As part of the Federal Department of Home Affairs, the Federal Office of Public Health (FOPH) is responsible for public health in Switzerland; developing the country’s health policy and working to create an efficient and affordable healthcare system in the long term. PharmaBoardroom recently sat down with the FOPH’s newly appointed director-general Anne Lévy to discuss starting such an important role amid a pandemic, her strategic priorities beyond COVID-19, and ensuring affordable access to innovative treatments in Switzerland.
By working together, we – the pharmaceutical industry, the health insurers and the FOPH – can create rapid, equal access to reimbursement for innovative drugs at affordable prices for all patients in Switzerland
Starting such a critical role as Director-General of the FOPH during a pandemic must have been challenging to say the least! How are you handling the task at hand?
I took up office in an exceptional period for the FOPH. It has been an unprecedented crisis. However, I was fortunate enough to be able to rely on a very competent and committed team. Realising that the crisis would last longer than expected, I quickly took organisational steps to ensure that the teams would be able to respond over time to the enormous challenges they faced.
Apart from dealing with the current pandemic, what strategic areas would you like the FOPH to focus on during your mandate?
Managing the COVID-19 crisis will remain top priority in months ahead. In the longer term, the Swiss healthcare system will have to address several challenges in order to continue offering the best possible treatments to the entire population.
The health status of the Swiss population is very good compared to other countries. However, there is still potential to reduce the risk of developing diseases that can shorten or adversely affect the quality of life. Let me mention just a few examples: smoking still kills nearly 9,500 of our fellow citizens every year; the number of people who are obese has remained stable since 2012; and there is also the increasing prevalence of mental illness which constitutes a major challenge, in particular due to the ageing of the population.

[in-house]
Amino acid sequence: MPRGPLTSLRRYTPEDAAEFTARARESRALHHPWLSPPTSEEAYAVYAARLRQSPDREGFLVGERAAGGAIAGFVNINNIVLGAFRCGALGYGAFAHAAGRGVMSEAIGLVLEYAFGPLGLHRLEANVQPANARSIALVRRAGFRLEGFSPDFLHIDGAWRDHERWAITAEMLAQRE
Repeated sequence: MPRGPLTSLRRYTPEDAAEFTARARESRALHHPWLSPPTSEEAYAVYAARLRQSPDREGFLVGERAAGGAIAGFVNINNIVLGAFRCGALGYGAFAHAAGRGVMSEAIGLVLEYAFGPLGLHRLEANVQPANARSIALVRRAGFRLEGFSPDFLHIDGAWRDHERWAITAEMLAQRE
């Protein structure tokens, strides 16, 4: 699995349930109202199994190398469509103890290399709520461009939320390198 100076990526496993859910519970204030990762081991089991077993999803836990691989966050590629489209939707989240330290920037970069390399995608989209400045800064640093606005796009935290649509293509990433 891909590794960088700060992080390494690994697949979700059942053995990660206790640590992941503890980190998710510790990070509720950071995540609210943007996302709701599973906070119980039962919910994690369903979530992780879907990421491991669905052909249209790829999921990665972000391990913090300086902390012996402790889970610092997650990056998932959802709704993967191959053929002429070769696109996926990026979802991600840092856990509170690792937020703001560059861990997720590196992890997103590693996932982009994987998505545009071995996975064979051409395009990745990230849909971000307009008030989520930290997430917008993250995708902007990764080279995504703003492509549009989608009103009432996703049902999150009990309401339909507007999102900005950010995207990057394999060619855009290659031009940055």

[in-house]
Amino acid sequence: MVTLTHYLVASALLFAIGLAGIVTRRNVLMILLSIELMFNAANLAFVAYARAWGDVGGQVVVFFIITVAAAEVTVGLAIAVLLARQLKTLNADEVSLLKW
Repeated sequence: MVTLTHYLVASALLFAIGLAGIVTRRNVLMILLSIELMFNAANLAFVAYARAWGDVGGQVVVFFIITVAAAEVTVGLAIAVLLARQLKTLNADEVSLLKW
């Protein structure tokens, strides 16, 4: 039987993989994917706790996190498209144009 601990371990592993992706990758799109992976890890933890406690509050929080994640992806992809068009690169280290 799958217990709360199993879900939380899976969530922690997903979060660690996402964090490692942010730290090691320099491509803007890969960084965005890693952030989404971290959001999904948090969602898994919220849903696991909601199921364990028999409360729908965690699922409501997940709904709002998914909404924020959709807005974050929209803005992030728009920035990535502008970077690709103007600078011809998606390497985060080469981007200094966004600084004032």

The Federal Council has adopted a Health2030 strategy that sets out the priorities for health policy over the ten next years. While technological and digital change will remain our top priority, this strategy focusses on three other key challenges: demographic and social trends, preserving high-quality and financially sustainable healthcare coverage and creating opportunities for a healthy life. Each of these four challenges encompasses a large number of objectives to be achieved.
Innovation is one of Switzerland’s key characteristics as a life science nation. However, ensuring that Swiss patients can access innovative treatments as quickly as their counterparts in other modern nations seems to be a major concern for stakeholders in your country. How is the FOPH helping to ensure that Swiss patients can receive innovative treatments in an affordable manner? What are your expectations for other participants in the healthcare system such as drug manufacturers and health insurers to help facilitate this process?
Guaranteeing access to the most innovative treatments for everyone is a major public health concern. However, we must be clear: demographic changes and technical progress mean that healthcare costs will continue to rise in the future. The Federal Council’s aim is to ensure that cost increases are limited to what is medically justifiable. It has adopted two packages of cost-containment measures that affect many areas such as the price of medicines, coordinated care and system transparency. The Swiss Parliament will decide on the measures to be taken.
By working together, we – the pharmaceutical industry, the health insurers and the FOPH – can create rapid, equal access to reimbursement for innovative drugs at affordable prices for all patients in Switzerland. I am optimistic and hope that we will achieve this in the future.